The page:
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Thoughts and Reflections on
Better Business Relationships.

  • Writer's pictureStephan Mardyks

What's going on with "take-backs"?

Woman Decision Making Chessboard

What's going on with "take-backs"?


Saturday at 6:00 PM, during a tense 10-minute online chess match, my niece found herself in a tight spot.


Employing strategic thinking, laser-like focus, and flawless decision-making, she crafted a winning strategy in just four moves.


However, just before securing her victory...


"Your opponent proposes a take-back" flashed on her screen, presenting her with a choice: to accept or decline the offer.


This "take-back", in the context of chess, means that her opponent wanted to retract their last move.


Should she agree, potentially nullifying her hard-earned triumph and casting uncertainty over the outcome, or should she decline?


Monday at 10:00 AM, I'm at our weekly meeting. Tensions run high due to differing opinions on a proposed new discount. One team member makes a disparaging remark about a colleague's previous sales proposal, questioning its effectiveness and basically implying incompetence.


The room falls silent as the weight of the comment hangs in the air. Subsequently, the team member says...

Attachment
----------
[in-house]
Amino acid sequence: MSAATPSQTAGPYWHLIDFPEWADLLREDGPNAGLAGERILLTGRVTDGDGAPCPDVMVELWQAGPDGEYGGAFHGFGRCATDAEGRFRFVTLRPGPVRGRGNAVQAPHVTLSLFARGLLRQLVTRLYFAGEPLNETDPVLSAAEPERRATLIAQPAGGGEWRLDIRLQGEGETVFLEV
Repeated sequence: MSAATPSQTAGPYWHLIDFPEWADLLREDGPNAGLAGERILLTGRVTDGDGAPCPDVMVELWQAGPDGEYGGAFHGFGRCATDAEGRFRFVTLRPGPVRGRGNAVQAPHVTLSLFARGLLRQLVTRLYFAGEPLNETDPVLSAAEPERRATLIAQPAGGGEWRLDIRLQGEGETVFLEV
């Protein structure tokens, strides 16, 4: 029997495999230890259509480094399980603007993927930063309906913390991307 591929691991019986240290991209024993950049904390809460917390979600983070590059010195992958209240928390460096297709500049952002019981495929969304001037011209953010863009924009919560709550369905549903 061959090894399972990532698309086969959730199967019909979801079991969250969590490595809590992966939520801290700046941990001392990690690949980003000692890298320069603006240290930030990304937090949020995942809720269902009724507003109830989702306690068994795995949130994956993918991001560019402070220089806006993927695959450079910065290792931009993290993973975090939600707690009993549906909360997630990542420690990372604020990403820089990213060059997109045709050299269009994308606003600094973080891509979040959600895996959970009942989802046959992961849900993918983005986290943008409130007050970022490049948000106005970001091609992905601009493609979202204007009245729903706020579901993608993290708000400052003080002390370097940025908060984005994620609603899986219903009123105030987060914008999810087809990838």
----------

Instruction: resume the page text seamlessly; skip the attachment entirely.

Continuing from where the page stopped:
"I'm so sorry. Can I take that back?"


Tuesday at 4:00 PM. My friend Alex is immersed in negotiating a critical contract with another company. After days of meticulous preparation, data collection, and strategic maneuvering, he successfully secures highly favorable terms for his startup, saving a ton of money.


However, Alex's triumph was short-lived, as the representative from the other company immediately contacted him with a last-minute request to "take-back" a key term and amend the signed agreement.


In these three situations, the concept of "Life is 10% what happens to you and 90% how you react to it" (Charles R. Swindoll) becomes relevant. In these moments, we're faced with the decision:


Accept ✅ or Decline ❌ ?


What would you do?


What do you think of the "Can I take it back" statement?


What matters most?


Kindness and Relationships or Accountability and Responsibility?

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